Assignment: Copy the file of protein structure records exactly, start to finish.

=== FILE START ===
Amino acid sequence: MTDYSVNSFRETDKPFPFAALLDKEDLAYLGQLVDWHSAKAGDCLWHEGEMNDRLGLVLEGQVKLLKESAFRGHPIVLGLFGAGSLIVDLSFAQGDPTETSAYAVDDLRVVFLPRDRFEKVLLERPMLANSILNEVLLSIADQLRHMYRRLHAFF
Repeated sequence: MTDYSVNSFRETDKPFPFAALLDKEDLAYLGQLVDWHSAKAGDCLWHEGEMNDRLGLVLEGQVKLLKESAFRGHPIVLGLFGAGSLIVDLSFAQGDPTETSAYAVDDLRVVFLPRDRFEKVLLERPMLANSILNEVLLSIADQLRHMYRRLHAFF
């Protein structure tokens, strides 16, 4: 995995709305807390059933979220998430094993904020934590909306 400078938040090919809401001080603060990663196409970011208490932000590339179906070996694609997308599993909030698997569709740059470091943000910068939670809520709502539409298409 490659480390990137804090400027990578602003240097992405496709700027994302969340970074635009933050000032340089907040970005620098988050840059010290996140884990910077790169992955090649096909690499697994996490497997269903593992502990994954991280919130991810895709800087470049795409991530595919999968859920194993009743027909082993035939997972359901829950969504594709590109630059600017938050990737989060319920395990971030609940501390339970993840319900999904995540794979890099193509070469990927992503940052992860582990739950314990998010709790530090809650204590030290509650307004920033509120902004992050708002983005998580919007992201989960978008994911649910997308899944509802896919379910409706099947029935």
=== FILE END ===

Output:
Amino acid sequence: MTDYSVNSFRETDKPFPFAALLDKEDLAYLGQLVDWHSAKAGDCLWHEGEMNDRLGLVLEGQVKLLKESAFRGHPIVLGLFGAGSLIVDLSFAQGDPTETSAYAVDDLRVVFLPRDRFEKVLLERPMLANSILNEVLLSIADQLRHMYRRLHAFF
Repeated sequence: MTDYSVNSFRETDKPFPFAALLDKEDLAYLGQLVDWHSAKAGDCLWHEGEMNDRLGLVLEGQVKLLKESAFRGHPIVLGLFGAGSLIVDLSFAQGDPTETSAYAVDDLRVVFLPRDRFEKVLLERPMLANSILNEVLLSIADQLRHMYRRLHAFF
């Protein structure tokens, strides 16, 4: 995995709305807390059933979220998430094993904020934590909306 400078938040090919809401001080603060990663196409970011208490932000590339179906070996694609997308599993909030698997569709740059470091943000910068939670809520709502539409298409 490659480390990137804090400027990578602003240097992405496709700027994302969340970074635009933050000032340089907040970005620098988050840059010290996140884990910077790169992955090649096909690499697994996490497997269903593992502990994954991280919130991810895709800087470049795409991530595919999968859920194993009743027909082993035939997972359901829950969504594709590109630059600017938050990737989060319920395990971030609940501390339970993840319900999904995540794979890099193509070469990927992503940052992860582990739950314990998010709790530090809650204590030290509650307004920033509120902004992050708002983005998580919007992201989960978008994911649910997308899944509802896919379910409706099947029935």